Recommend
1 
 Thumb up
 Hide
14 Posts

Magic: The Gathering» Forums » General

Subject: How do you organize this? rss

Your Tags: Add tags
Popular Tags: [View All]
Jeff Brown
United States
Colorado Springs
Colorado
flag msg tools
badge
Avatar
mbmbmbmbmb
Okay I decided to get a bunch of cards to play with my students as they are often playing it in my boardgame group. I got a few lots off of ebay of various colors and rarities, and now have about 2000 cards. I know that isn't a lot in this game but it seems like a lot.

My question is, how do you organize your cards and what do you put them in? I got all of these lots to experiment with deck building which is what I am most interested in. I'm just not sure how I'm going to remember what I have or find it later.

Thanks

Jeff
 
 Thumb up
 tip
 Hide
  • [+] Dice rolls
Chris
United States
Huntington Station
New York
flag msg tools
badge
Avatar
What I used to do is sort everything by color, then within each color I broke it down to a stack of all creatures and another stack of all non-creatures. My lady did something similar, but at this point she organized them alphabetically. Too much for me - instead, when it was obvious, I sorted them within each color by rarity (the ones I had few cards of were obviously rarer).

Organized by rarity helps here, since these are often key cards you want to find quickly - the bread-and-butter commons are on the other side of the stack. The more you play, sort, and organize, the more you'll find what works well for you.

I did the same with the artifacts: a stack or section of creatures, and another stack of non-creatures, and then sorted by rarity within each.

Finally there's the lands - sort by type, and keep separate any lands that have special abilities. Keep the special ability lands in one place/stack/section, sorted by type and rarity.

Oh, beyond this (you can go way beyond this) it can be useful to sort as above, and then also by set... For your small collection you won't need to go this far (small: you know, if you had one of each card ever created you'd have more than you do now).

I store the cards in cheap carboard boxes (found in comic stores and other places that sell magic cards), and use the plastic dividers that come in card sleeve packs to divide them; cutting carboard also works, or use empty starter boxes. I found it helpful to have some smallish plastic boxes (found in the same stores) to toss the cards into while sorting.

When this all gets out of hand is when you decide to stop with Magic. We petered down over a few years or so. Thankfully they changed the design of the card fronts - perfect excuse for us to stop completely.
 
 Thumb up
 tip
 Hide
  • [+] Dice rolls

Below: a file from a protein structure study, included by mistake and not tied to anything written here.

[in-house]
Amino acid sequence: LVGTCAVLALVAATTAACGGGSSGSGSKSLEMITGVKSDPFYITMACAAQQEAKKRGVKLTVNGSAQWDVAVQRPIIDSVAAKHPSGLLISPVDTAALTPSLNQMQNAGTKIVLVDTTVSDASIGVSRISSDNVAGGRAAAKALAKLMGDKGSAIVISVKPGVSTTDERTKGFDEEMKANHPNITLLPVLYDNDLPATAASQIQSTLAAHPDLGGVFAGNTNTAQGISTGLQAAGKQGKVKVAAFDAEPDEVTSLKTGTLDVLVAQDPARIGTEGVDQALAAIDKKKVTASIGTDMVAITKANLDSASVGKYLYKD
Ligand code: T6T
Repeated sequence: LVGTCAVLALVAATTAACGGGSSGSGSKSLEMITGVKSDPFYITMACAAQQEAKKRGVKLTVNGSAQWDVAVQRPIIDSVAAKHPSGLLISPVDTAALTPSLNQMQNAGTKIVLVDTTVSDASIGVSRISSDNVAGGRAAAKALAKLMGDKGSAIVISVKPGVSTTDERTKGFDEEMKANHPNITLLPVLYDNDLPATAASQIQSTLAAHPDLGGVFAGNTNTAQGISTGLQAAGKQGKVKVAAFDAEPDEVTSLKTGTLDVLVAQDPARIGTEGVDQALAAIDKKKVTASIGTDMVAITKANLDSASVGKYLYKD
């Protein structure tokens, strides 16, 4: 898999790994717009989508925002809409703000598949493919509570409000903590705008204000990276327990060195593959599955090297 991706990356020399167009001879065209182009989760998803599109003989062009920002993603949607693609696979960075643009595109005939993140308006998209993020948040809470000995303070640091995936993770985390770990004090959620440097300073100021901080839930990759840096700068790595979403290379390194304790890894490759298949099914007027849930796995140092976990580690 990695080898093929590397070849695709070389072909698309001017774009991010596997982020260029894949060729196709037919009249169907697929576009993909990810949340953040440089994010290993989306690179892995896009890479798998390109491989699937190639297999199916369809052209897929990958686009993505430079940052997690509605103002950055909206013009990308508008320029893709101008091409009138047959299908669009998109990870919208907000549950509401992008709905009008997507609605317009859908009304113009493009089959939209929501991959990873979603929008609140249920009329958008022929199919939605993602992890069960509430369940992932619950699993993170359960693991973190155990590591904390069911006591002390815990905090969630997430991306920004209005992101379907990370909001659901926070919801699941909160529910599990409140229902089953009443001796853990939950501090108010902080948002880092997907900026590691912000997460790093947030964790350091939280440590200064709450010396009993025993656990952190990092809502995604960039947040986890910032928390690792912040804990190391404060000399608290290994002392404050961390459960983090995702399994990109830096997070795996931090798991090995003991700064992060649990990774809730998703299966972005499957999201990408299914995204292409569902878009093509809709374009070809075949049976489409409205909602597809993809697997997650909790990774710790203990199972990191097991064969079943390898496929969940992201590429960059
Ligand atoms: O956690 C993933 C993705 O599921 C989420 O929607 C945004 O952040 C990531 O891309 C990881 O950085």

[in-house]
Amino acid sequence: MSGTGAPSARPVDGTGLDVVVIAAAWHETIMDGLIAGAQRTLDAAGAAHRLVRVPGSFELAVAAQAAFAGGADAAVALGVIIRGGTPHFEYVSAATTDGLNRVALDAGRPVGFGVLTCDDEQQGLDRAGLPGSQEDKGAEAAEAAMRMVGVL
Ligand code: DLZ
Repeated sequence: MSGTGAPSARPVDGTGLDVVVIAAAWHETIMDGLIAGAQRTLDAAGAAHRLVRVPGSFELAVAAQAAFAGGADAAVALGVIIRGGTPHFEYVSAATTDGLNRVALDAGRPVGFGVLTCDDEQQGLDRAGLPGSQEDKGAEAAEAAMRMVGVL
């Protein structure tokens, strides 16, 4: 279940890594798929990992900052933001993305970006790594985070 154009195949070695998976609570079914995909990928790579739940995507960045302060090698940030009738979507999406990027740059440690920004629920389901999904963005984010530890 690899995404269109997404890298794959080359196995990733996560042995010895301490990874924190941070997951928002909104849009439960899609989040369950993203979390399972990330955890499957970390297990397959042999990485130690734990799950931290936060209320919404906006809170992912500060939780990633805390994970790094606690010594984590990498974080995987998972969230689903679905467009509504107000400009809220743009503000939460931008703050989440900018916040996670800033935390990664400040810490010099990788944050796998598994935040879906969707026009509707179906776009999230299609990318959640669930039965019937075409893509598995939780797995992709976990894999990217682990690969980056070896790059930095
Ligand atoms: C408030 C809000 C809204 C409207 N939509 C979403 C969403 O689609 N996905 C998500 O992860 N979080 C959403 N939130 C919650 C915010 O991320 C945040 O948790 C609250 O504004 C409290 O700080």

Seth Jaffee
United States
Tucson
Arizona
flag msg tools
designer
badge
Avatar
mbmbmbmbmb
JeremiahClayton wrote:
Artifacts
Black
Blue
Green
Red
White
Multi-Colored

I'd divide each section in alphabetical order.

I do te same, but I also sort by rarity - So you'll have all the rares subdivided as above, then uncommons, then commons. And I sort by set as well. The reason is beacuse it's relatively easy to know (or find out) what set, rarity, and color a card is, so you can go right to it.

I suppose strictly alphabetical by color would work just as well, but then it's hard to know what's legal in certain formats over time.

- Seth
 
 Thumb up
 tip
 Hide
  • [+] Dice rolls
Jeff Brown
United States
Colorado Springs
Colorado
flag msg tools
badge
Avatar
mbmbmbmbmb
Those sound like good ideas.

What kind of container do you use?
 
 Thumb up
 tip
 Hide
  • [+] Dice rolls
omnicrondelicious
United States
San Francisco
California
flag msg tools
Avatar
mbmbmbmbmb
Well, it depends on how you play. One person's organizing method is specific to the formats they play, storage limits, completeness of their collection, and OCD tendencies. Here's mine:

3-Ring Binder for each block, subdivided by color, then type, then set, then alphabetical. For example, the Ostiary Thrull is in the Ravnica Block binder, under Black -> Creatures -> Guildpact.

The reason I do this is I play mostly standard and block constructed, so having binders by block is convenient. And obviously any deckbuilder wants their cards organized by color and type. The reason I also group by set is I know there are exactly 12 black creature cards in the Guildpact set thanks to the Gatherer . So I can set aside 12 slots in the card sleeves. That way if I get a new card, a space is already reserved for it and I don't have to shift over a bunch of cards to make room for it. This is really only useful if you have fairly complete sets - otherwise you're just leaving tons of empty space in your binders.

But really when it comes to deckbuilding, I've got into the habit of printing out cardlists from the wizards site and keeping a tally of cards owned on it. I build my deck from that list and then fetch the cards once I have a pretty good idea of the deck. With this method, how exactly your cards are organized becomes increasingly irrelevant just as long as you can find the card you want and keep an accurate tally.

.o.
 
 Thumb up
 tip
 Hide
  • [+] Dice rolls
Daniel Corban
Canada
Newmarket
Ontario
flag msg tools
badge
Avatar
mbmbmbmbmb
I had a huge collection spanning back to Unlimited. I quit and sold out when 8th edition was released.

I kept my cards in cardboard card boxes. First, I had them sorted by playable or non-playable. For example: Circle of Protection and Force of Nature are not playable, meaning they will never be used. They collect dust. The rest are playable, meaning exactly that: they are viable. Not necessarily used recently or on a regular basis, but usuable in general. I then had them sorted by color, then by creature or non-creature. There isn't really a need to sort by rarity or set if you are deck building.